Monday, June 16, 2014

Photography: Rule of Thirds

     The Rule of Thirds is by far my Favorite rule of photography.  I naturally gravitate to using it in the horizontal format, but it can be equally as pleasing shot vertically.

     When applying this concept, the subject of the photo will not be in the center, but off to one side or the other.  The image is divided into thirds both horizontally and vertically.  This creates four intersecting points.  When the focal point of your picture is aligned with one of these points, you are applying the rule of thirds.
  You can view that she is in the right 3rd of the horizontal photograph, but also pretty close to the lower 3rd vertically as well.
  
     Here she is without the grid lines and the photograph is much more dramatic without the subject being centered directly in the middle of the image.(isn't she gorgeous?!)

     Same type of scenario with this beautiful cousin of mine, only centered in the left 3rd of the photograph.  We are naturally drawn to this image because of the composition,(rule of thirds), both by our eye and by emotion.

     Using this composition creates an impact to our images.  It becomes beautiful and a work of art and not just another ordinary "picture".  We may involuntarily part our lips or give a slight gasp when an image evokes emotion in us.  When you view your favorite image of someone or something, ask yourself why you enjoy it so much.  Emotion, I tell you!  All of this is due to composition!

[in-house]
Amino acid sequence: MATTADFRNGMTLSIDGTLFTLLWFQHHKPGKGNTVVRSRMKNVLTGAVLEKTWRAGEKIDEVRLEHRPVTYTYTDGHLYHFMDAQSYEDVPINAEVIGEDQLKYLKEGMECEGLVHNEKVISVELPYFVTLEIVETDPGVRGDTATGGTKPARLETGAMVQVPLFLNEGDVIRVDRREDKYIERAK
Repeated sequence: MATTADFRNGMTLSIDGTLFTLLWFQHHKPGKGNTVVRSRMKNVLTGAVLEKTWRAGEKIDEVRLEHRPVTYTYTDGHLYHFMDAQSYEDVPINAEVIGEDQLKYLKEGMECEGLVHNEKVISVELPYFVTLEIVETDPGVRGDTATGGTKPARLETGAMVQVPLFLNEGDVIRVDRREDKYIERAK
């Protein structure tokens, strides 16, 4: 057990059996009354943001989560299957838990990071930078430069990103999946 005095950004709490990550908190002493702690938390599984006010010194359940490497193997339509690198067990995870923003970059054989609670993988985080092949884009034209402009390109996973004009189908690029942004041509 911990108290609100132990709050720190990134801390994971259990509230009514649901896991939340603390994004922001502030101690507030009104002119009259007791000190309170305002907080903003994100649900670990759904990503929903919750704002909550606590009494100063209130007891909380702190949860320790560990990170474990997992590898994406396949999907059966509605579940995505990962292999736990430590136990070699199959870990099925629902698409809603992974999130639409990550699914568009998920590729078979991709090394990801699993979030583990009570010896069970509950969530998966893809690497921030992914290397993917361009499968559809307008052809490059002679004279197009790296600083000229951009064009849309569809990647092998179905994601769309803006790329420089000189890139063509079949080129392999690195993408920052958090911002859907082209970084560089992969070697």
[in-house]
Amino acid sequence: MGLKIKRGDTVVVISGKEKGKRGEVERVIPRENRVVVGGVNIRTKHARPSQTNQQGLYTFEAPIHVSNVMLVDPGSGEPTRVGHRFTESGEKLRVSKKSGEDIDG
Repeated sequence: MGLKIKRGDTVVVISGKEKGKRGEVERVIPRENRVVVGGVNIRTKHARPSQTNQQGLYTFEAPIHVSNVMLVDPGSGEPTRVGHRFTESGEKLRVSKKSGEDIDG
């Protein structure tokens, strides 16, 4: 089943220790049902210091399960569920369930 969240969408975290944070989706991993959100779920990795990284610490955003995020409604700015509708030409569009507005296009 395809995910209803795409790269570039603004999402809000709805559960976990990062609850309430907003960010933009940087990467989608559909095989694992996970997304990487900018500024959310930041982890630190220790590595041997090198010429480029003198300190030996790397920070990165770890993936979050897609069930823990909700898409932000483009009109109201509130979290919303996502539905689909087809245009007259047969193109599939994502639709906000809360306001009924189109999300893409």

I do have a few vertical examples.  What is the subject of this image?  The railroad tracks.  They disappear into the fall colors of the trees.  They are not in the center of the photograph, are they?  They are in the lower third, this is more appealing to the eye.


      Phenomenal sunset.  How you choose to photograph it is up to you.  I chose to put the horizon in the lower third, the clouds and crescent moon aren't exactly on the intersecting point, but that's okay.  They are in the general area of the left third of the photograph as well.

     Using this rule is one of the easiest to learn concerning photography.  You do not have to purchase an amazing camera,  you can use a point and shoot camera, phone camera, it doesn't matter.  No crazy exposures to think about, just composition.  Now the hard part is making it a habit when you do take your camera out.  You will have to intentionally think about it for a while, then like anything else, it will evolve into your everyday photography.  Six months from now, go back through your photographs and see if there is any change in your composition, you could be pleasantly surprised.

     This is a fantastic concept to use for photography competitions as well.  You want your image to stand out from the rest of the images, correct?   Use this, I promise, it works.  Since it is fair time, all of you 4H'ers could practice this for your club entries.  Be a step ahead of the rest and make that judge stop in front of your photograph and get that blue ribbon!  For the rest of us, amateurs and pro's, it's just good practice.

Happy Shooting!
(photographers will not take offense to that greeting)